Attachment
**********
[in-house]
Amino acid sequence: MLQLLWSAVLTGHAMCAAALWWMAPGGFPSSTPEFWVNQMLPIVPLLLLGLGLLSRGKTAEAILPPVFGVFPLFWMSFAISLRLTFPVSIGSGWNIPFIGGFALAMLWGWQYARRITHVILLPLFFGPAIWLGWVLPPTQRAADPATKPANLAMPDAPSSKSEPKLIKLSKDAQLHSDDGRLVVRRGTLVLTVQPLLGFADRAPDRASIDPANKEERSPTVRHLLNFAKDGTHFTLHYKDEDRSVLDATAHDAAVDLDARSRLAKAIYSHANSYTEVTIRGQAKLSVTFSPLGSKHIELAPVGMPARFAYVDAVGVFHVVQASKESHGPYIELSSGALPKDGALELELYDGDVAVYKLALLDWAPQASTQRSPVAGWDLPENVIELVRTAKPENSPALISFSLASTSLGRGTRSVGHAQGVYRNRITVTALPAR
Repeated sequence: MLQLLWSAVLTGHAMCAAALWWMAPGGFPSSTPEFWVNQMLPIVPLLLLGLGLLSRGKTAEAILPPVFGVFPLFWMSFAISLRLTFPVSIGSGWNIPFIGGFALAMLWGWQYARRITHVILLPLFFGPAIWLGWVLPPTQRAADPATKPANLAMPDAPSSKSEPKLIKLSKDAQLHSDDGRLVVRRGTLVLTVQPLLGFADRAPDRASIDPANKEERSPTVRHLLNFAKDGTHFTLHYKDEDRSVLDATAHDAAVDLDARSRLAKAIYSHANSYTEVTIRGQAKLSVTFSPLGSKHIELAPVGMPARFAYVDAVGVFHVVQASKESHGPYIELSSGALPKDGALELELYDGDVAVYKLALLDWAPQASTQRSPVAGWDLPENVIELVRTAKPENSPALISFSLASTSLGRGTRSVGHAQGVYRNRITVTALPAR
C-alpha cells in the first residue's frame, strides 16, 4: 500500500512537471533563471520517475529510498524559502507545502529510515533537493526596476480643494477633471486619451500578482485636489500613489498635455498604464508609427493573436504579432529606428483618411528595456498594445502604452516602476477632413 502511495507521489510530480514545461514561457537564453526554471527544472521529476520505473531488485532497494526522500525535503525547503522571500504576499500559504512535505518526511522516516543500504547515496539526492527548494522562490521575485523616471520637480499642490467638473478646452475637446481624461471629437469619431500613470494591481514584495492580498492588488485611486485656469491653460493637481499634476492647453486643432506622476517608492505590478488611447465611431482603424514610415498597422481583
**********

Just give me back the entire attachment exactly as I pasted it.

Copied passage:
[in-house]
Amino acid sequence: MLQLLWSAVLTGHAMCAAALWWMAPGGFPSSTPEFWVNQMLPIVPLLLLGLGLLSRGKTAEAILPPVFGVFPLFWMSFAISLRLTFPVSIGSGWNIPFIGGFALAMLWGWQYARRITHVILLPLFFGPAIWLGWVLPPTQRAADPATKPANLAMPDAPSSKSEPKLIKLSKDAQLHSDDGRLVVRRGTLVLTVQPLLGFADRAPDRASIDPANKEERSPTVRHLLNFAKDGTHFTLHYKDEDRSVLDATAHDAAVDLDARSRLAKAIYSHANSYTEVTIRGQAKLSVTFSPLGSKHIELAPVGMPARFAYVDAVGVFHVVQASKESHGPYIELSSGALPKDGALELELYDGDVAVYKLALLDWAPQASTQRSPVAGWDLPENVIELVRTAKPENSPALISFSLASTSLGRGTRSVGHAQGVYRNRITVTALPAR
Repeated sequence: MLQLLWSAVLTGHAMCAAALWWMAPGGFPSSTPEFWVNQMLPIVPLLLLGLGLLSRGKTAEAILPPVFGVFPLFWMSFAISLRLTFPVSIGSGWNIPFIGGFALAMLWGWQYARRITHVILLPLFFGPAIWLGWVLPPTQRAADPATKPANLAMPDAPSSKSEPKLIKLSKDAQLHSDDGRLVVRRGTLVLTVQPLLGFADRAPDRASIDPANKEERSPTVRHLLNFAKDGTHFTLHYKDEDRSVLDATAHDAAVDLDARSRLAKAIYSHANSYTEVTIRGQAKLSVTFSPLGSKHIELAPVGMPARFAYVDAVGVFHVVQASKESHGPYIELSSGALPKDGALELELYDGDVAVYKLALLDWAPQASTQRSPVAGWDLPENVIELVRTAKPENSPALISFSLASTSLGRGTRSVGHAQGVYRNRITVTALPAR
C-alpha cells in the first residue's frame, strides 16, 4: 500500500512537471533563471520517475529510498524559502507545502529510515533537493526596476480643494477633471486619451500578482485636489500613489498635455498604464508609427493573436504579432529606428483618411528595456498594445502604452516602476477632413 502511495507521489510530480514545461514561457537564453526554471527544472521529476520505473531488485532497494526522500525535503525547503522571500504576499500559504512535505518526511522516516543500504547515496539526492527548494522562490521575485523616471520637480499642490467638473478646452475637446481624461471629437469619431500613470494591481514584495492580498492588488485611486485656469491653460493637481499634476492647453486643432506622476517608492505590478488611447465611431482603424514610415498597422481583